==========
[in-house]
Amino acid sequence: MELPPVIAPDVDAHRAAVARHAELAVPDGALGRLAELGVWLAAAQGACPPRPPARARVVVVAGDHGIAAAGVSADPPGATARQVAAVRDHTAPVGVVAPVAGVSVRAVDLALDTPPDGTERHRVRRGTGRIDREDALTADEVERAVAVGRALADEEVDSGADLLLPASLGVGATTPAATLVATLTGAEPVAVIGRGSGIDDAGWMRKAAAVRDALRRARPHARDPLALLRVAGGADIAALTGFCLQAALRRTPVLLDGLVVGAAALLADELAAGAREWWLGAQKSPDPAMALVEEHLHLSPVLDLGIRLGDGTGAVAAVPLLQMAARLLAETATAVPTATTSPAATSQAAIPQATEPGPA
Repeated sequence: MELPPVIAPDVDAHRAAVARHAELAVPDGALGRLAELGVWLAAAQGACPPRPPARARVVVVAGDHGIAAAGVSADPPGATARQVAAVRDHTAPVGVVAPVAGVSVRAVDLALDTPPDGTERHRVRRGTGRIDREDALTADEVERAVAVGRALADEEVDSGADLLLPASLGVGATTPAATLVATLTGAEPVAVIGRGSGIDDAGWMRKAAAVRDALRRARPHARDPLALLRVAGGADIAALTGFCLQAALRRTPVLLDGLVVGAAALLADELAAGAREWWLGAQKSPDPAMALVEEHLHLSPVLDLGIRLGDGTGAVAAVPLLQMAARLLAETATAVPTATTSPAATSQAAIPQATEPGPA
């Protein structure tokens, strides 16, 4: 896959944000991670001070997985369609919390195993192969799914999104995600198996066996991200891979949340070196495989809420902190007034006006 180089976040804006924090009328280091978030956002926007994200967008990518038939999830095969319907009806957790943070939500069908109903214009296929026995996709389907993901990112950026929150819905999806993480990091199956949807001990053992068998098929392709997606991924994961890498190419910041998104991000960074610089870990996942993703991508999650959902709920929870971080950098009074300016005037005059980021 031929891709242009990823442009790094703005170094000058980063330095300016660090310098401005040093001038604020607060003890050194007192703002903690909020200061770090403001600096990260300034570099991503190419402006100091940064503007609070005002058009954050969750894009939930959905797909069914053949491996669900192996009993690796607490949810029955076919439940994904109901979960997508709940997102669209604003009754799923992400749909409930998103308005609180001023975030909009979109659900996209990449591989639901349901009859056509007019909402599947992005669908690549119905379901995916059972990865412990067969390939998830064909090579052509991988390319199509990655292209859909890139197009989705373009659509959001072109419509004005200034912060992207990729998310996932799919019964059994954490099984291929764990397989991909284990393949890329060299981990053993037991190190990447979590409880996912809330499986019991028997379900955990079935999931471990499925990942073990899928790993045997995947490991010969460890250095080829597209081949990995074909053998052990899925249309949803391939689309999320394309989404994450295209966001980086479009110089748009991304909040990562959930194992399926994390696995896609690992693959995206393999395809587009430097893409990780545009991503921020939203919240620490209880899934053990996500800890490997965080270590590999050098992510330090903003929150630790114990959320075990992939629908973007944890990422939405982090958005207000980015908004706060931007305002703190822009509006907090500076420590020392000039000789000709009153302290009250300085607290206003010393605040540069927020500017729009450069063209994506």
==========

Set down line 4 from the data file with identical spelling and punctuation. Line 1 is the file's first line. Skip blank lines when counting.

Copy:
């Protein structure tokens, strides 16, 4: 896959944000991670001070997985369609919390195993192969799914999104995600198996066996991200891979949340070196495989809420902190007034006006 180089976040804006924090009328280091978030956002926007994200967008990518038939999830095969319907009806957790943070939500069908109903214009296929026995996709389907993901990112950026929150819905999806993480990091199956949807001990053992068998098929392709997606991924994961890498190419910041998104991000960074610089870990996942993703991508999650959902709920929870971080950098009074300016005037005059980021 031929891709242009990823442009790094703005170094000058980063330095300016660090310098401005040093001038604020607060003890050194007192703002903690909020200061770090403001600096990260300034570099991503190419402006100091940064503007609070005002058009954050969750894009939930959905797909069914053949491996669900192996009993690796607490949810029955076919439940994904109901979960997508709940997102669209604003009754799923992400749909409930998103308005609180001023975030909009979109659900996209990449591989639901349901009859056509007019909402599947992005669908690549119905379901995916059972990865412990067969390939998830064909090579052509991988390319199509990655292209859909890139197009989705373009659509959001072109419509004005200034912060992207990729998310996932799919019964059994954490099984291929764990397989991909284990393949890329060299981990053993037991190190990447979590409880996912809330499986019991028997379900955990079935999931471990499925990942073990899928790993045997995947490991010969460890250095080829597209081949990995074909053998052990899925249309949803391939689309999320394309989404994450295209966001980086479009110089748009991304909040990562959930194992399926994390696995896609690992693959995206393999395809587009430097893409990780545009991503921020939203919240620490209880899934053990996500800890490997965080270590590999050098992510330090903003929150630790114990959320075990992939629908973007944890990422939405982090958005207000980015908004706060931007305002703190822009509006907090500076420590020392000039000789000709009153302290009250300085607290206003010393605040540069927020500017729009450069063209994506």